– You must first understand how important the glutes are in running. And its NOT enough that your glutes are strong (although they MUST be STRONG), they must also be able to act as the PRIMARY extendor of the hip, which is their role. Sometimes the hamstring or low back, due to compensation, tries to over take the role of the glute. First order of business for you is to eliminate compensation wherever possible so that the glutes are doing their job, and then via a platform of functional strength training, get them strong.

– You must understand that the glutes work to create hip extension when running to power you down the road. When coming off the bike, the glutes are not doing that job well at all due to reciprocal inhibition. The longer the ride, the greater the inhibition. Therefore…

– It is imperative to PRACTICE running off the bike frequently to develop a precise, in-tune FEEL of what it takes to get the glutes working effectively. How can you do that?

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A toned, flat tummy is a goal many of us strive to achieve in time for bathing suit season, but endless crunches and ditching all your favorite foods until July 4th isn’t the right–or fun–way to do it. A sculpted core and trim tummy can be attained by incorporating small changes into your day, like holding in your abs while you walk and adding the right healthy fats to your diet. In our lean belly guide, you’ll get diet and exercise tips that will help you eliminate hard-to-reach ab flab and reveal a sculpted, sexy midsection. Here, learn 25 ways to flatten your belly by summer.

Take Your Gossip Session On A Walk
Instead of catching up with friends over food and drinks, suggest a reunion on the move-you’re likely to work out 104% harder if you have an exercise buddy. Suggest a weekly walk-and-talk session, form a friendly fitness club, or take advantage of gym specials together. You’ll motivate everyone to get moving while you grow even closer.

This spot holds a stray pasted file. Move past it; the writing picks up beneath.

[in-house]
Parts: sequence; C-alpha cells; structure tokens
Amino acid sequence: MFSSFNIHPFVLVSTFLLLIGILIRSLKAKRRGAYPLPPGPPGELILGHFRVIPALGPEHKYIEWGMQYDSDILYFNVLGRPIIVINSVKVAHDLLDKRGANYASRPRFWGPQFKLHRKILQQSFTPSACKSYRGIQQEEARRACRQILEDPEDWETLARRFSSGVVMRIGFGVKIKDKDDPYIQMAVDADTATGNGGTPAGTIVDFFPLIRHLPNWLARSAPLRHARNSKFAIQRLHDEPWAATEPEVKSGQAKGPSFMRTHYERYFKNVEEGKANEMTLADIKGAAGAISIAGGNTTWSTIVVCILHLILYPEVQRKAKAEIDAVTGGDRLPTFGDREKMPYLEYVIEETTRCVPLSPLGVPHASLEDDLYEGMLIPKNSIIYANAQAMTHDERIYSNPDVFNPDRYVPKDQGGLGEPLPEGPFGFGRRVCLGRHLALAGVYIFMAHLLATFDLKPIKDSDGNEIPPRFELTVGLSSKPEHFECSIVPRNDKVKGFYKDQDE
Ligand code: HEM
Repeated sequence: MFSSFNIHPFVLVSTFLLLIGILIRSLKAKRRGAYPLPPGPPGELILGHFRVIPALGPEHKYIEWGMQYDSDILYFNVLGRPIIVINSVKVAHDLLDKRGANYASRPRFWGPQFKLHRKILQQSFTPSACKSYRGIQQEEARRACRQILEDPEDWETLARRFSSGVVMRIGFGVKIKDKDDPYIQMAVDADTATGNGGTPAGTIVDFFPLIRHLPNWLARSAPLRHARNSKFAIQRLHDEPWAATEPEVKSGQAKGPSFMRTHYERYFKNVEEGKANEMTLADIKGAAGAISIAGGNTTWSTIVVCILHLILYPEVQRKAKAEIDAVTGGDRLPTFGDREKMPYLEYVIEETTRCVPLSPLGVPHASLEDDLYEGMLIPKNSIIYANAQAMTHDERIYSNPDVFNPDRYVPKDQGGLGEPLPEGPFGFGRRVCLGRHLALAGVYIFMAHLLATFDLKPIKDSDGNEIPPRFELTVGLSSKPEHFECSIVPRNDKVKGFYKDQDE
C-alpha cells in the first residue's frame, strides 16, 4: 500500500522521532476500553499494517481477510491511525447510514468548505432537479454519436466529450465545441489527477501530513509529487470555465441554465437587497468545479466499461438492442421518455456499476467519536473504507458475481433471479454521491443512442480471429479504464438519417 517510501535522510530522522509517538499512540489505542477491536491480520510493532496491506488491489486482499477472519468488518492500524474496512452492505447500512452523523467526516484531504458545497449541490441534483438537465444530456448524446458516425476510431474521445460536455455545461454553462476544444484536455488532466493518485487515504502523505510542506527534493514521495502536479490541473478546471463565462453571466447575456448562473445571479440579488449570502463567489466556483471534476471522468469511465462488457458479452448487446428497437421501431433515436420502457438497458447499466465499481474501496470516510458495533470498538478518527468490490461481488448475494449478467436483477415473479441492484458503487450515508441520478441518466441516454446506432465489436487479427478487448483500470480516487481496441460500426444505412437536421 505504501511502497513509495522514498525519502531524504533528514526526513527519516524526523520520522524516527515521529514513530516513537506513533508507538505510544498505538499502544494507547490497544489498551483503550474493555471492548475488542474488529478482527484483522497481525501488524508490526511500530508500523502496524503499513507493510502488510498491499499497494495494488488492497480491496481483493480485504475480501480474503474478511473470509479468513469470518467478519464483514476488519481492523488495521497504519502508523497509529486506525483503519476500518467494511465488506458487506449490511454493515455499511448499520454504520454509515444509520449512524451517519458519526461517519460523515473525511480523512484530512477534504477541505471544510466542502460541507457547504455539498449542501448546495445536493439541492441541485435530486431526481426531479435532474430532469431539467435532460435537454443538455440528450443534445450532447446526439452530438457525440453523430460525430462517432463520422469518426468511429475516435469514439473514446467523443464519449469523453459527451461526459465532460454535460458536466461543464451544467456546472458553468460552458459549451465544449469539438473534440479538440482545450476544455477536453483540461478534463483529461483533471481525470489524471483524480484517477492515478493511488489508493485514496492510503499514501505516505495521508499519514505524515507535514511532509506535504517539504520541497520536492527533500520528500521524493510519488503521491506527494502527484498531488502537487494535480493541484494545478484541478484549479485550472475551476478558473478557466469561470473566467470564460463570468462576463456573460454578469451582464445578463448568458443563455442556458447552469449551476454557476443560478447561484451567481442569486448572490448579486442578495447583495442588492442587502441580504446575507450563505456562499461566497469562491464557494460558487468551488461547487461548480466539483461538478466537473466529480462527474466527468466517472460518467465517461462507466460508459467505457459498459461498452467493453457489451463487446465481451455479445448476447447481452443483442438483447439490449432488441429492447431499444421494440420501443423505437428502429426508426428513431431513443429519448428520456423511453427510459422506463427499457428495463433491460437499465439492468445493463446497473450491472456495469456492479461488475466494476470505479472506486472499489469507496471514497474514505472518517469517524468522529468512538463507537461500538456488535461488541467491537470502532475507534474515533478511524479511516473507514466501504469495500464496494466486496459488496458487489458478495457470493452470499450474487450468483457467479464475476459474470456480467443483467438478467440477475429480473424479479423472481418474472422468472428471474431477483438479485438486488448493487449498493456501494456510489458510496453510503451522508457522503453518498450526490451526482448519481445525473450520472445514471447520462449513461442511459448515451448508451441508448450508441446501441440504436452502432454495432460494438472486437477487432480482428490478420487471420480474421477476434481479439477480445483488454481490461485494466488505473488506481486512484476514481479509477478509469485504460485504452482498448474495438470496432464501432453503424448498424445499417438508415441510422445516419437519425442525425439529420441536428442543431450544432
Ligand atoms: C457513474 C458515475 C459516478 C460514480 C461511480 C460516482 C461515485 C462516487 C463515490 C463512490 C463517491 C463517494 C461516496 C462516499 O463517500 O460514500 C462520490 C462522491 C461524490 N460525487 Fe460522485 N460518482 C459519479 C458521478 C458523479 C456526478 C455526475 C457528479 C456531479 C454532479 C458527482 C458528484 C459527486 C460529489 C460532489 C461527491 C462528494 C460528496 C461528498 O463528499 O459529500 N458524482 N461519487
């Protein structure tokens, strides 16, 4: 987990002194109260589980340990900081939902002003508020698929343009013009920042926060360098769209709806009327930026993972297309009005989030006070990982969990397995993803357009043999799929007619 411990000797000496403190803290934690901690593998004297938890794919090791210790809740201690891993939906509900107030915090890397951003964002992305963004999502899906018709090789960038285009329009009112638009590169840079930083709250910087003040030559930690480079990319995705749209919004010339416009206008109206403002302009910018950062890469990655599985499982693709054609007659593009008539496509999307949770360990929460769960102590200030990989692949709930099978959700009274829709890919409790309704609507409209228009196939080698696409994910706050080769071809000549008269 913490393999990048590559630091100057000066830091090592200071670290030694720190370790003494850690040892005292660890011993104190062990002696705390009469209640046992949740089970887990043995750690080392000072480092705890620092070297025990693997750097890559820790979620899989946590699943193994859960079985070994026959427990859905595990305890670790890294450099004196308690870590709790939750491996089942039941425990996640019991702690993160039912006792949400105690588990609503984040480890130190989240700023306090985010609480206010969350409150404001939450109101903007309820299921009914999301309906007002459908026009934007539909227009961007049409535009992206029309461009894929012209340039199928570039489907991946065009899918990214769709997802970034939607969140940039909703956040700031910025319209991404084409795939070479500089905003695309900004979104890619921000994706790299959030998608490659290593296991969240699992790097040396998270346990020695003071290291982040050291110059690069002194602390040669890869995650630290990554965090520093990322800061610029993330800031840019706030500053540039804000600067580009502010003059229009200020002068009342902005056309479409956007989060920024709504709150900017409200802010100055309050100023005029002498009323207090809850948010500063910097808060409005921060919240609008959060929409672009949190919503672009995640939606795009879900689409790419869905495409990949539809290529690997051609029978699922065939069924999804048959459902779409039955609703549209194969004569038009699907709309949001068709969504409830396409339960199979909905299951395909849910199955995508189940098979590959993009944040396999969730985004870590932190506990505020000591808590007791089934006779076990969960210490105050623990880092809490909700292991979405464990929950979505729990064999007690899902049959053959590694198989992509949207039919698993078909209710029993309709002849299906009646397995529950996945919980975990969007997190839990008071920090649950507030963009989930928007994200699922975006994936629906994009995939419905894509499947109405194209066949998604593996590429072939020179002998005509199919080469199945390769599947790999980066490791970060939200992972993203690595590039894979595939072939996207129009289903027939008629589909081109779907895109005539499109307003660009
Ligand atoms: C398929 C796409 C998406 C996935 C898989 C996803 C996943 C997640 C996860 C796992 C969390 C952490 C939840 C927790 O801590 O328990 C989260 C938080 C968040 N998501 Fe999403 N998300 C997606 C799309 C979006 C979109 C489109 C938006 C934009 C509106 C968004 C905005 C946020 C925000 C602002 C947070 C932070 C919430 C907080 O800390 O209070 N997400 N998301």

Deflate Your Muffin Top With The Roll-Up
Hold a resistance band taut between hands and lie on the floor face up, with legs extended and arms overhead. Pull abs in, tuck your chin, lift arms toward the ceiling, and roll head, shoulders, and torso up and over your legs as far as you can. Keep heels firmly on the floor and reach hands towards your feet. Pause, then slowly roll back down. Do 5 to 8 reps with 30 minutes of cardio 5 to 6 times a week.

Make Time For Cardio

If you want to burn the most belly fat, a Duke University study confirms that aerobic exercise is the most effective in burning that deep, visceral belly fat. In fact, aerobic training burns 67% more calories than resistance training or a combination of the two, according to the study. 

Try Out Spidey Moves
Eliminate spillover spots with the Spiderman Climber: Get into plank position with arms and legs extended, hands beneath shoulders, and feet flexed. Keeping your abs tight, bend your left leg out to the side and bring the knee toward the left elbow. Pause, then return to start. Switch sides. Do 20 reps, alternating sides, with 30 minutes of cardio 5 to 6 times a week.